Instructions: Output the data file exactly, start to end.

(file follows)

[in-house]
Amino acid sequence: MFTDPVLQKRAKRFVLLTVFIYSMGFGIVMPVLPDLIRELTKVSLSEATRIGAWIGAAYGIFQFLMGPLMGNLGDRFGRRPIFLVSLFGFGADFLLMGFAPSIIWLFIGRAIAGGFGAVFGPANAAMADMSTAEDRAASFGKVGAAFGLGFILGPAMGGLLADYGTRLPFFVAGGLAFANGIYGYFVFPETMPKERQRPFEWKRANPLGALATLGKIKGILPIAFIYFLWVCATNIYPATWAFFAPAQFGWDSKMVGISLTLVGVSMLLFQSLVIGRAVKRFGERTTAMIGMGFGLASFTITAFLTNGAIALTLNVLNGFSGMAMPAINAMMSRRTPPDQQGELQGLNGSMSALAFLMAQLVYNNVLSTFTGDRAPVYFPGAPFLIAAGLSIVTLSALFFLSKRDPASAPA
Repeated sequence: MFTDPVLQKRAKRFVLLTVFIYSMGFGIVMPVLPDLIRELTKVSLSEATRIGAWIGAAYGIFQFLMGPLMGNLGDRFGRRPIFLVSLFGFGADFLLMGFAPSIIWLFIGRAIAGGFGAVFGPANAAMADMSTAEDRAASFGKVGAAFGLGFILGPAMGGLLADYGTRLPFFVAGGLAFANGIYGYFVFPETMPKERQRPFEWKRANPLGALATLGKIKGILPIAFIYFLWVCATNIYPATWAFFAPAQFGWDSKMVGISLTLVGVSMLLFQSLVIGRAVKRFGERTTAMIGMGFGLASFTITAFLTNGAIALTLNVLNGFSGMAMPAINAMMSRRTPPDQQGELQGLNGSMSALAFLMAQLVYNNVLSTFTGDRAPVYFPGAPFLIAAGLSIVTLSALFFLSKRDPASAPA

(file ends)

[in-house]
Amino acid sequence: MFTDPVLQKRAKRFVLLTVFIYSMGFGIVMPVLPDLIRELTKVSLSEATRIGAWIGAAYGIFQFLMGPLMGNLGDRFGRRPIFLVSLFGFGADFLLMGFAPSIIWLFIGRAIAGGFGAVFGPANAAMADMSTAEDRAASFGKVGAAFGLGFILGPAMGGLLADYGTRLPFFVAGGLAFANGIYGYFVFPETMPKERQRPFEWKRANPLGALATLGKIKGILPIAFIYFLWVCATNIYPATWAFFAPAQFGWDSKMVGISLTLVGVSMLLFQSLVIGRAVKRFGERTTAMIGMGFGLASFTITAFLTNGAIALTLNVLNGFSGMAMPAINAMMSRRTPPDQQGELQGLNGSMSALAFLMAQLVYNNVLSTFTGDRAPVYFPGAPFLIAAGLSIVTLSALFFLSKRDPASAPA
Repeated sequence: MFTDPVLQKRAKRFVLLTVFIYSMGFGIVMPVLPDLIRELTKVSLSEATRIGAWIGAAYGIFQFLMGPLMGNLGDRFGRRPIFLVSLFGFGADFLLMGFAPSIIWLFIGRAIAGGFGAVFGPANAAMADMSTAEDRAASFGKVGAAFGLGFILGPAMGGLLADYGTRLPFFVAGGLAFANGIYGYFVFPETMPKERQRPFEWKRANPLGALATLGKIKGILPIAFIYFLWVCATNIYPATWAFFAPAQFGWDSKMVGISLTLVGVSMLLFQSLVIGRAVKRFGERTTAMIGMGFGLASFTITAFLTNGAIALTLNVLNGFSGMAMPAINAMMSRRTPPDQQGELQGLNGSMSALAFLMAQLVYNNVLSTFTGDRAPVYFPGAPFLIAAGLSIVTLSALFFLSKRDPASAPA